When it comes to the procurement processes of large enterprises, the 80-20 rule typically applies: 80 percent of spend usually lands at 20 percent of a supplier base. For one-off or infrequent purchases, that means less money is being spent with a wide array of suppliers.
Indeed, large firms tend to run their procurement workflows on legacy processes, even if they are digitized, making spend and vendor optimization a tricky task. Optimizing only a small fraction of purchases is far from top of the priority list for already busy procurement teams. Yet when a large company is spending $10 billion with suppliers, that still means that even a fraction of those purchases are worth potentially billions of dollars.
“We’re talking tens of thousands of transactions and vendors,” Frechette told PYMNTS in a recent interview. “It makes sense why people aren’t addressing it — it’s very complex, but if it’s still billions of dollars of spend, it creates a huge opportunity to optimize.”
Historically, not much has changed in the sourcing and procurement process among the largest companies. While the pen-and-paper processes of decades past have been digitized, that doesn’t necessarily mean they have been optimized or made to be more efficient, noted Frechette.
Making optimization even more difficult is the fact that large firms have implemented complex and often clunky systems that are behemoths and difficult to replace.
Yet the market has seen dramatic changes in 2020, and procurement is no exception.
Frechette said organizations pressing forward in their digitization journeys have recognized the need to not only digitize but automate the procurement function. They’re also taking a closer look at spend management, and how intelligence and analytics might be able to have meaningful impacts on the bottom line. Businesses are placing greater weight on the value of vendor diversity as well, he said.
Another trend is an effort to mitigate risk, though this strategy can often create greater complexity.
“Procurement is being pushed to increase continuity and decrease risk of supply chains,” Frechette noted. “In 2019, you would have one or two suppliers for your direct spend. Now, with supply chain risk across the board, whether domestic or international, you have to have multiple suppliers, have them identified and validated and available, so you don’t bottleneck your own offering to your customers.”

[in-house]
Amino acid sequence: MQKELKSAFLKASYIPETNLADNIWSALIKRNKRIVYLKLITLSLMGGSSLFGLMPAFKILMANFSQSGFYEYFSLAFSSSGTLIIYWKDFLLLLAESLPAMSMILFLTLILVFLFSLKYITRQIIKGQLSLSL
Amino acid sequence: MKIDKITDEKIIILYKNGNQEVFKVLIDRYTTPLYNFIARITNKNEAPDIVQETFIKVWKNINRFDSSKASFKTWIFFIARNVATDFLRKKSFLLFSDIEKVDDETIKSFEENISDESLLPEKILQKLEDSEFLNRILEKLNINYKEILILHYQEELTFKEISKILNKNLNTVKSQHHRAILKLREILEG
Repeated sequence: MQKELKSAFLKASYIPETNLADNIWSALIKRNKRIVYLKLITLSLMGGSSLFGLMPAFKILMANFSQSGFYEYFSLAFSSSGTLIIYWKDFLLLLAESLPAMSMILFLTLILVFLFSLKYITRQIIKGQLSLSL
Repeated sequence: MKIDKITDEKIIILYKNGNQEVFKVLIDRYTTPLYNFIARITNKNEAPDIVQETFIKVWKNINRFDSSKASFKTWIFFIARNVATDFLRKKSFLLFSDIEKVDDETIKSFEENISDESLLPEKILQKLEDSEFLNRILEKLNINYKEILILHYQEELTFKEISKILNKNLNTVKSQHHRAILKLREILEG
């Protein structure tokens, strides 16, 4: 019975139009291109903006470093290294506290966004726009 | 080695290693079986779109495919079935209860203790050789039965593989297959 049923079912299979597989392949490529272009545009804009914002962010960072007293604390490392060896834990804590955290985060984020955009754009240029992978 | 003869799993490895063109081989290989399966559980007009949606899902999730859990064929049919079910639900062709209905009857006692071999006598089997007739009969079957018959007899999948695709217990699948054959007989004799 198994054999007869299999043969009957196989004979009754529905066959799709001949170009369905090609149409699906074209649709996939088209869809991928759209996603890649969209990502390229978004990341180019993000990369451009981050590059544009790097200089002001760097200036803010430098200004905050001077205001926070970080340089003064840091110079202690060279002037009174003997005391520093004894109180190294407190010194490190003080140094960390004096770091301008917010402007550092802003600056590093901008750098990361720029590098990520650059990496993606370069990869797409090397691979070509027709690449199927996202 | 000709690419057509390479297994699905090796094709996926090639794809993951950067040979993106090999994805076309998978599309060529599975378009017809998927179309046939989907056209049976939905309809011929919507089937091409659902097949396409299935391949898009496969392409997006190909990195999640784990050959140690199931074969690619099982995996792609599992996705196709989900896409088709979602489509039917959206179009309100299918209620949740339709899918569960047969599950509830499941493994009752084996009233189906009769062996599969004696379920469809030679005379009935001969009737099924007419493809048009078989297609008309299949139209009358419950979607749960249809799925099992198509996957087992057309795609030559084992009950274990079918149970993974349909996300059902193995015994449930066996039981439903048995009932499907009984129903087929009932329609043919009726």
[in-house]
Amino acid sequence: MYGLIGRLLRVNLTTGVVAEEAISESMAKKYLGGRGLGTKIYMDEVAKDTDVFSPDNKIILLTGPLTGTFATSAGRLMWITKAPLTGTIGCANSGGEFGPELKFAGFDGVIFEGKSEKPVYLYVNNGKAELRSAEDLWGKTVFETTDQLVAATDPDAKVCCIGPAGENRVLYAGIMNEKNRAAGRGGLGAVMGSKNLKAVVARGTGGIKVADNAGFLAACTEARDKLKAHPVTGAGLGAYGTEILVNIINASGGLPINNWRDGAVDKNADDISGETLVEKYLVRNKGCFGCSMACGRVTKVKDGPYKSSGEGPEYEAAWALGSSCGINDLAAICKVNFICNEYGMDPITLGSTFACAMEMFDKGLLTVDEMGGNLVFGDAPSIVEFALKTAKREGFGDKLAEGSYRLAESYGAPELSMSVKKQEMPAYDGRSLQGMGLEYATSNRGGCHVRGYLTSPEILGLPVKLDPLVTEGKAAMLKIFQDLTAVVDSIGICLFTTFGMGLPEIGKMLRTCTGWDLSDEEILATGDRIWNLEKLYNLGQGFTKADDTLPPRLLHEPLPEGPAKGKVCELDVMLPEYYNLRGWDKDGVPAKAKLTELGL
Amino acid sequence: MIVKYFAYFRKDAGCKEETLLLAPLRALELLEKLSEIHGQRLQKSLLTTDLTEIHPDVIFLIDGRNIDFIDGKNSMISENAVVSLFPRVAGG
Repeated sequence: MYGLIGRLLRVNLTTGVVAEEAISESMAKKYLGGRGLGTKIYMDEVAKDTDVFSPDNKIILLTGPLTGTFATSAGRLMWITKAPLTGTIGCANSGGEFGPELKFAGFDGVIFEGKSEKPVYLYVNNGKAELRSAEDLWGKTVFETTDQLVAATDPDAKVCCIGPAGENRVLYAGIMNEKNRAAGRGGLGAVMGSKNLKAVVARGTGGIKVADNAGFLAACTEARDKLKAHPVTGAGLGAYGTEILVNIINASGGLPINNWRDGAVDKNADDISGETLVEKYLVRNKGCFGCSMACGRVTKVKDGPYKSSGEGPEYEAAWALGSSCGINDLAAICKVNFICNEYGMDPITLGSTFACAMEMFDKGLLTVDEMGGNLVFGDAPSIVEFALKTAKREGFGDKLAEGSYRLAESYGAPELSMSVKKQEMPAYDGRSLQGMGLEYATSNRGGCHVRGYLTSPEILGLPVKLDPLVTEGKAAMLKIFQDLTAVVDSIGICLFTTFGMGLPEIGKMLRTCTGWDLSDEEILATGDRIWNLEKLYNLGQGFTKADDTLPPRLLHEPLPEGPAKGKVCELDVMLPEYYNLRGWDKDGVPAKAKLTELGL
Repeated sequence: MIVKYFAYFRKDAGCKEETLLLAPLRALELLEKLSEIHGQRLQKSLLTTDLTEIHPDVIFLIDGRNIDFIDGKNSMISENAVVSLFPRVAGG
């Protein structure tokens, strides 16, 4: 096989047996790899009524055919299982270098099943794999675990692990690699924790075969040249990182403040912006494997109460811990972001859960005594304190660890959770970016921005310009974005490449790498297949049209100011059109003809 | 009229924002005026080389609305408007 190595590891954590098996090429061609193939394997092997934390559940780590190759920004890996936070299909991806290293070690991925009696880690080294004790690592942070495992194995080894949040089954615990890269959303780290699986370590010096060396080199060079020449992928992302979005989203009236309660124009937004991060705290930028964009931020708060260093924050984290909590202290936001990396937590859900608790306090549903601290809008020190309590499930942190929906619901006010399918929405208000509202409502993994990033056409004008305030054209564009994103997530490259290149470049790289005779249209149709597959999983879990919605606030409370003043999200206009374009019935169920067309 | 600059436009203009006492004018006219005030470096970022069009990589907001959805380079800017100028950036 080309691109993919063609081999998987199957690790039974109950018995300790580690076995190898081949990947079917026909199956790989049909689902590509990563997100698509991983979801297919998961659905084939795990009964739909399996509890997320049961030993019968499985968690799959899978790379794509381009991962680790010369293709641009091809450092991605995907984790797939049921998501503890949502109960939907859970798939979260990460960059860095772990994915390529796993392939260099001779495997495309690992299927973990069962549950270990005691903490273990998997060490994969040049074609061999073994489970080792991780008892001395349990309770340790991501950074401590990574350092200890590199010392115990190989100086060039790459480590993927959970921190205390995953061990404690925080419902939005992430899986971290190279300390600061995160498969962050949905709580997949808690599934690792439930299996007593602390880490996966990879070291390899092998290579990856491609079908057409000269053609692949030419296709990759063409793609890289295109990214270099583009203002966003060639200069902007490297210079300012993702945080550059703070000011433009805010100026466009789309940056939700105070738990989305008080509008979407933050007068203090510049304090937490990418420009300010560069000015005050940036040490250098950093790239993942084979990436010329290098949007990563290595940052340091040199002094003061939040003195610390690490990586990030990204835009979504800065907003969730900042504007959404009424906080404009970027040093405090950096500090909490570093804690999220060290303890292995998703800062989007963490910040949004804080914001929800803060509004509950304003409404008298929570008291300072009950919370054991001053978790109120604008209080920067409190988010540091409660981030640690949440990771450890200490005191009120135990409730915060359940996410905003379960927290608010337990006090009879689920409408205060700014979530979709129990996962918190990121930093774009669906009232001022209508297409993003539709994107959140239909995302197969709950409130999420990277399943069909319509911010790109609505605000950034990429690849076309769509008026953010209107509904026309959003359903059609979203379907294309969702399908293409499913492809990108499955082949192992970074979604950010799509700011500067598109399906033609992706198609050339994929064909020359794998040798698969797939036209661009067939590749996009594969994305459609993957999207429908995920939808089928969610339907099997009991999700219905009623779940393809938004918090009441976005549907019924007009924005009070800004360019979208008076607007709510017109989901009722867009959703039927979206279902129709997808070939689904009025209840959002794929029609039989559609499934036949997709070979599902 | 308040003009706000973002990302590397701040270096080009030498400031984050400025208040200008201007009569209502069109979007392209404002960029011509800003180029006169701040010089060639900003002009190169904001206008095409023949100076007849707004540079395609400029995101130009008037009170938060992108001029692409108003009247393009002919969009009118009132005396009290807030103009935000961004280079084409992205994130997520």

Prioritizing Indirect Spend
Considering these changes, it is perhaps not surprising that the focus has continued to remain on direct spend. Yet when the value of indirect spend is so high, organizations looking to usher in efficiency and cost savings will quickly recognize the opportunity in addressing tail spend pain points.
“These companies are not typically buying 50 monitors, they’re buying 1,000,” said Frechette. “They might be buying 10,000 widgets, or salting and plowing services for huge campuses. These tail spend purchases are still meaningful amounts. They’re six- and seven-figure purchases.”
The challenge, however, is that the majority of this tail spend continues to flow to the same vendors organizations always use. Fairmarkit is hoping to tap into the rest of firms’ supplier pools to open up the marketplace and generate more competitive pricing for buyers.
There is an array of value-added opportunities in addressing tail spend through automation technology, particularly when that tool is able to integrate into existing procurement systems rather than forcing organizations to replace their existing tools altogether. Automating supplier diversity initiatives, or consolidating transactions to bring efficiency to both buyer and vendor, are examples of how optimization strategies can go beyond merely digitizing the procurement process.
In today’s environment, organizations can no longer afford to overlook tail spend, according to Frechette. Luckily, businesses are beginning to rethink their procurement strategies.
“The biggest shift that’s come with COVID is that procurement used to be this forgotten about, bad-reputation, back-office function that no one wanted to work with,” he said. “Now, because of all of the different macro factors, procurement is center stage.”